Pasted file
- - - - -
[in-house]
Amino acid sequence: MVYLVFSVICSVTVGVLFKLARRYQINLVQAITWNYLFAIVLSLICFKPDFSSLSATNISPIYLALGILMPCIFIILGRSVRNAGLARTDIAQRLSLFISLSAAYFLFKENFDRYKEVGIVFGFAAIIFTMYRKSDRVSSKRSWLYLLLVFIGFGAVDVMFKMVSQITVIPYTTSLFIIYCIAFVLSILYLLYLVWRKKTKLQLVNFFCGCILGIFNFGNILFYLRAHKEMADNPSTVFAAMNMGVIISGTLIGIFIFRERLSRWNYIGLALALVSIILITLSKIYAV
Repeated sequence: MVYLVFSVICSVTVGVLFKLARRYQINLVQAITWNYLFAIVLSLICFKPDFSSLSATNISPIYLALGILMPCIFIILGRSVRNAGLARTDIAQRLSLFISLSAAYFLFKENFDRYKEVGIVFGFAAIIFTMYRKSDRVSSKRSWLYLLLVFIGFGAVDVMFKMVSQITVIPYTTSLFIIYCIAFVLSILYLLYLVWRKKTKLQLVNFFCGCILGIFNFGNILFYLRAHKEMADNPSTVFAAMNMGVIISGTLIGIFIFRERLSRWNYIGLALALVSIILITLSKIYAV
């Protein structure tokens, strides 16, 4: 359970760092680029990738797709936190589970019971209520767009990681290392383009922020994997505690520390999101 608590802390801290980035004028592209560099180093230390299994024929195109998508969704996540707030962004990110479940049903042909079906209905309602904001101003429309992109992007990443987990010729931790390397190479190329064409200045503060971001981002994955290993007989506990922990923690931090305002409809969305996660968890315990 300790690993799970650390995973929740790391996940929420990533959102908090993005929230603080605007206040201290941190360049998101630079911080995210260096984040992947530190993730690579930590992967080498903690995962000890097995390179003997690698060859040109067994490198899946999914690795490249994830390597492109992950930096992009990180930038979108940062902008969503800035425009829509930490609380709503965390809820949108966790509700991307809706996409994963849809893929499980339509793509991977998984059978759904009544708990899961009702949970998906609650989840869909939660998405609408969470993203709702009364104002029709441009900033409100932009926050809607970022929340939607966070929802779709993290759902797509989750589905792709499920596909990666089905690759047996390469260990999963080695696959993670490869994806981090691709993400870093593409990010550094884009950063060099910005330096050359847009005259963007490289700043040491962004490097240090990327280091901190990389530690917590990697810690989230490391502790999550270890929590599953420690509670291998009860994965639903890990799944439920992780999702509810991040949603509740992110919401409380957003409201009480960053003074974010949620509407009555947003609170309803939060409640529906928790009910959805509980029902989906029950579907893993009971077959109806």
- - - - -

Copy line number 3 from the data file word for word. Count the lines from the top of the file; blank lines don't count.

Repeated sequence: MVYLVFSVICSVTVGVLFKLARRYQINLVQAITWNYLFAIVLSLICFKPDFSSLSATNISPIYLALGILMPCIFIILGRSVRNAGLARTDIAQRLSLFISLSAAYFLFKENFDRYKEVGIVFGFAAIIFTMYRKSDRVSSKRSWLYLLLVFIGFGAVDVMFKMVSQITVIPYTTSLFIIYCIAFVLSILYLLYLVWRKKTKLQLVNFFCGCILGIFNFGNILFYLRAHKEMADNPSTVFAAMNMGVIISGTLIGIFIFRERLSRWNYIGLALALVSIILITLSKIYAV